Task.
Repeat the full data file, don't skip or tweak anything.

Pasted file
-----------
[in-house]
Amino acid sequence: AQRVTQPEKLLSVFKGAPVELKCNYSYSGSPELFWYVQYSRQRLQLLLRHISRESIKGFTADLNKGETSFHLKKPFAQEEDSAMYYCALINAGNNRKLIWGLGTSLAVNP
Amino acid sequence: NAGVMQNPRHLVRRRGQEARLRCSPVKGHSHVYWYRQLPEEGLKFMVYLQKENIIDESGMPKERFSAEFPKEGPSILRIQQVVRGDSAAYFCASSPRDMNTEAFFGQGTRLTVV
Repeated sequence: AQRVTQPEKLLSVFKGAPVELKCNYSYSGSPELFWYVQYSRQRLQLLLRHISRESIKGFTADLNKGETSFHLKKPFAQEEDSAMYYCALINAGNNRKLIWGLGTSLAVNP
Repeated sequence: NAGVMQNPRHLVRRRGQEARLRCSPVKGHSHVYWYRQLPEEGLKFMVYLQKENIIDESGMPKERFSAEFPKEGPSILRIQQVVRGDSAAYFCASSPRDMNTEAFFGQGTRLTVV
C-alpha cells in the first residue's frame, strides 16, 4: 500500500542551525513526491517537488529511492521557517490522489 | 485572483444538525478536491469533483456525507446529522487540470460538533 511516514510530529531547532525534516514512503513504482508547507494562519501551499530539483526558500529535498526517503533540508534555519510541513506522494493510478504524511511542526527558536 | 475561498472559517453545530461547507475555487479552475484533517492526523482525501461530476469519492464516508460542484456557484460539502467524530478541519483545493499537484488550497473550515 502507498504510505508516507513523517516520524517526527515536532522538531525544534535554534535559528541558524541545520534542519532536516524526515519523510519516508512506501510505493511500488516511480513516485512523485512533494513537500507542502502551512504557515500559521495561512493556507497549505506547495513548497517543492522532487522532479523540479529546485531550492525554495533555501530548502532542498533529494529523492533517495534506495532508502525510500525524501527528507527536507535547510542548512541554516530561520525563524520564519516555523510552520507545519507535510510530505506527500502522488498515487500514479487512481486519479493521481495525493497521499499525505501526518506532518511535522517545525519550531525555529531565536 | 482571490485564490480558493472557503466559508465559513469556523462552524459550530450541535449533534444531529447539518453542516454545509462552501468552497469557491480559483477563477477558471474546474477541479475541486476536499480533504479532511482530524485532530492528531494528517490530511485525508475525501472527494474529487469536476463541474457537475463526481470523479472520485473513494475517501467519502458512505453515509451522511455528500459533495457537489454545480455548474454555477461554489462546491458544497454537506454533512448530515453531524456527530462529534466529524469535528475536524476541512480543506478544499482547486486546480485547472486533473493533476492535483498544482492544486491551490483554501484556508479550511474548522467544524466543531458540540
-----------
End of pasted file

[in-house]
Amino acid sequence: AQRVTQPEKLLSVFKGAPVELKCNYSYSGSPELFWYVQYSRQRLQLLLRHISRESIKGFTADLNKGETSFHLKKPFAQEEDSAMYYCALINAGNNRKLIWGLGTSLAVNP
Amino acid sequence: NAGVMQNPRHLVRRRGQEARLRCSPVKGHSHVYWYRQLPEEGLKFMVYLQKENIIDESGMPKERFSAEFPKEGPSILRIQQVVRGDSAAYFCASSPRDMNTEAFFGQGTRLTVV
Repeated sequence: AQRVTQPEKLLSVFKGAPVELKCNYSYSGSPELFWYVQYSRQRLQLLLRHISRESIKGFTADLNKGETSFHLKKPFAQEEDSAMYYCALINAGNNRKLIWGLGTSLAVNP
Repeated sequence: NAGVMQNPRHLVRRRGQEARLRCSPVKGHSHVYWYRQLPEEGLKFMVYLQKENIIDESGMPKERFSAEFPKEGPSILRIQQVVRGDSAAYFCASSPRDMNTEAFFGQGTRLTVV
C-alpha cells in the first residue's frame, strides 16, 4: 500500500542551525513526491517537488529511492521557517490522489 | 485572483444538525478536491469533483456525507446529522487540470460538533 511516514510530529531547532525534516514512503513504482508547507494562519501551499530539483526558500529535498526517503533540508534555519510541513506522494493510478504524511511542526527558536 | 475561498472559517453545530461547507475555487479552475484533517492526523482525501461530476469519492464516508460542484456557484460539502467524530478541519483545493499537484488550497473550515 502507498504510505508516507513523517516520524517526527515536532522538531525544534535554534535559528541558524541545520534542519532536516524526515519523510519516508512506501510505493511500488516511480513516485512523485512533494513537500507542502502551512504557515500559521495561512493556507497549505506547495513548497517543492522532487522532479523540479529546485531550492525554495533555501530548502532542498533529494529523492533517495534506495532508502525510500525524501527528507527536507535547510542548512541554516530561520525563524520564519516555523510552520507545519507535510510530505506527500502522488498515487500514479487512481486519479493521481495525493497521499499525505501526518506532518511535522517545525519550531525555529531565536 | 482571490485564490480558493472557503466559508465559513469556523462552524459550530450541535449533534444531529447539518453542516454545509462552501468552497469557491480559483477563477477558471474546474477541479475541486476536499480533504479532511482530524485532530492528531494528517490530511485525508475525501472527494474529487469536476463541474457537475463526481470523479472520485473513494475517501467519502458512505453515509451522511455528500459533495457537489454545480455548474454555477461554489462546491458544497454537506454533512448530515453531524456527530462529534466529524469535528475536524476541512480543506478544499482547486486546480485547472486533473493533476492535483498544482492544486491551490483554501484556508479550511474548522467544524466543531458540540